We spoke with Sacha Copland of Java Dance Theatre about Treat, the company’s upcoming show for kids.
Java Dance Theatre’s Sacha Copland is bringing Treat to Wellington’s children this March. Treat is a performance that takes children on a journey to find the greatest treat in the world. Treat promises to deliver their signature brand of smelling interactive dance, live music and theatre. Treat is on as a part of the Capital E National Arts Festival showcasing the best theatre for children and young people.
Good spoke with Sacha Copland, Founder and Artistic Director of Java Dance Theatre about Treat, dance and the National Arts Festival.
Good: Tell me a bit about yourself?
Sacha Copland: I grew up in Kirwee, a tiny little village in central Canterbury. I loved how much space there was to move! I grew up dancing and when I was 17 I moved to Wellington and graduated from the NZ School of Dance. I founded Java in 2003, but at the time I had no idea it was going to develop as much as it has. Now I’m the Artistic Director and we travel all over the world, last year was our first tour to China. My favourite thing about creating dance for young people is when you see an expression of surprise on a kid’s face. You can see that their world suddenly seems bigger and there are more possibilities than they thought! I think that’s the power of art and of dance.
Let’s talk about Treat, what was the inspiration behind it?
We were researching chocolate for an adults show and I started thinking about what makes something a treat and all the excitement, anticipation and ritual that surrounds it. This is particularly strong with kids! I’m really interested in the idea that a treat can be anything. It can be a dream, an experience, a colour or a smell. Sometimes it’s the person who is giving it that makes it a treat, sometimes it’s the anticipation that’s the most fun. Treat is like a treasure hunt encompassing acceptance and rejection, anticipation, disappointment, generosity, envy, satisfaction, fear of the unknown, joy and a whole host of other things that every kid and adult experiences.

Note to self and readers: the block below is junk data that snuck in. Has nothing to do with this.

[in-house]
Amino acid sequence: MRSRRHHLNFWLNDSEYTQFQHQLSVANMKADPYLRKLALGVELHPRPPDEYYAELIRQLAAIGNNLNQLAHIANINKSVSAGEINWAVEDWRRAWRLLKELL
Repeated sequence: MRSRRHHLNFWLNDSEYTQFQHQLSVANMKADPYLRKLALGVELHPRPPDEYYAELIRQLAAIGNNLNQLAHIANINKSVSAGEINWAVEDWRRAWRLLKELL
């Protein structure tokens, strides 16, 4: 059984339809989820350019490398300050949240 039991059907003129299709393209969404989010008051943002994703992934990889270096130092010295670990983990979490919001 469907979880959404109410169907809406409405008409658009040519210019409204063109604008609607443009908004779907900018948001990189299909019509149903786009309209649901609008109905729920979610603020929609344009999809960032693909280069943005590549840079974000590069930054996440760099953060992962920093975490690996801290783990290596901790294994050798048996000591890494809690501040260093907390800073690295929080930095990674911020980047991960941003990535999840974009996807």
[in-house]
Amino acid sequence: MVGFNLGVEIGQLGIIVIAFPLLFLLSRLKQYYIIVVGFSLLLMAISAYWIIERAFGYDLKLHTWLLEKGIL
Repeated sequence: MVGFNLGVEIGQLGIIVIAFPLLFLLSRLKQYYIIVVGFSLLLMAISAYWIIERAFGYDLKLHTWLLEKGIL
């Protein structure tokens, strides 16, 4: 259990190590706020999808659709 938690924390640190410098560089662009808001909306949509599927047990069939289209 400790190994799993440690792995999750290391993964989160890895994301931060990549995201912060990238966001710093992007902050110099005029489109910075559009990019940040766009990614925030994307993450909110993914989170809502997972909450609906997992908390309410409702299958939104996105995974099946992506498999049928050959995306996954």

What makes Treat different to other shows you’ve put on at Java?
This is the first time we are staging a kids show for Capital E in the round. We’re super excited because it makes it easier for everyone to join in and feel like they are involved in the show. Treat explores and celebrates colour in some pretty magical ways and we have some inventive ideas for audience interaction, but I can’t give too much away. We love creating surprises for the audience! Composers Tristan Carter and Charley Davenport have created a special music range for Treat using a Colombian Tiple (12 string guitar), an accordion from the 1930s that’s practically a family heirloom and ebony bones (a more traditional version of ‘playing the spoons’).
Treat is described as ‘interactive dance’. Can you talk about this a bit more?
Interactive dance means that the kids see dancers up close, smell delicious smells, hear live music from all directions and join in. They get to be part of the show in all kinds of ways. We design our shows so that the children respond and join in naturally rather than telling them to join in. There’s always more than one way in which they can be involved too. For Treat we are going to get them to help us makes some of the sound live.
Do you think dance is an important way for children to express their creativity – both observing and participating? What do you think they get out of it?
It’s amazing to see the relief on kids’ faces when they see and do dance. It’s so natural to express yourself physically and it validates their experience of the world and the way they naturally express it. Performance also lets us break the rules of everyday life in a safe environment. Kids love this! They are right in the thick of navigating and learning how the rules of the world and art can relieve this pressure. It offers them new ways of looking at things and it reminds adults that the world is a magical place. Dance creates a space for adults and kids to inhabit the same sensory world and relinquish their roles.